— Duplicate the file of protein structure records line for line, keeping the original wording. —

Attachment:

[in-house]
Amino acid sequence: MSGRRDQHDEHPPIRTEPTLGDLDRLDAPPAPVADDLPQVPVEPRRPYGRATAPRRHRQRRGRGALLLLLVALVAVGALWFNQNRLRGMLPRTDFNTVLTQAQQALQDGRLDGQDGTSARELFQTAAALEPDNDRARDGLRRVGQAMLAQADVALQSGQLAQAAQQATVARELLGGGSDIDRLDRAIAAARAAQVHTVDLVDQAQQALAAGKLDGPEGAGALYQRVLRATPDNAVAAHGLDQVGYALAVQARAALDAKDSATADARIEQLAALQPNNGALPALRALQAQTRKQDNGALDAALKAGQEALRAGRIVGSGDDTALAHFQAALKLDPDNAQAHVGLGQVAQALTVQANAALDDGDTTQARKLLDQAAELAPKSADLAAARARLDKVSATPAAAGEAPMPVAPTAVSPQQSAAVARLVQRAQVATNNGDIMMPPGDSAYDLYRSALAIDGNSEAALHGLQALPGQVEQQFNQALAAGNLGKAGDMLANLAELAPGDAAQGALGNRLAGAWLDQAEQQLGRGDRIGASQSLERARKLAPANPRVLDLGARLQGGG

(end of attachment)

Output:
[in-house]
Amino acid sequence: MSGRRDQHDEHPPIRTEPTLGDLDRLDAPPAPVADDLPQVPVEPRRPYGRATAPRRHRQRRGRGALLLLLVALVAVGALWFNQNRLRGMLPRTDFNTVLTQAQQALQDGRLDGQDGTSARELFQTAAALEPDNDRARDGLRRVGQAMLAQADVALQSGQLAQAAQQATVARELLGGGSDIDRLDRAIAAARAAQVHTVDLVDQAQQALAAGKLDGPEGAGALYQRVLRATPDNAVAAHGLDQVGYALAVQARAALDAKDSATADARIEQLAALQPNNGALPALRALQAQTRKQDNGALDAALKAGQEALRAGRIVGSGDDTALAHFQAALKLDPDNAQAHVGLGQVAQALTVQANAALDDGDTTQARKLLDQAAELAPKSADLAAARARLDKVSATPAAAGEAPMPVAPTAVSPQQSAAVARLVQRAQVATNNGDIMMPPGDSAYDLYRSALAIDGNSEAALHGLQALPGQVEQQFNQALAAGNLGKAGDMLANLAELAPGDAAQGALGNRLAGAWLDQAEQQLGRGDRIGASQSLERARKLAPANPRVLDLGARLQGGG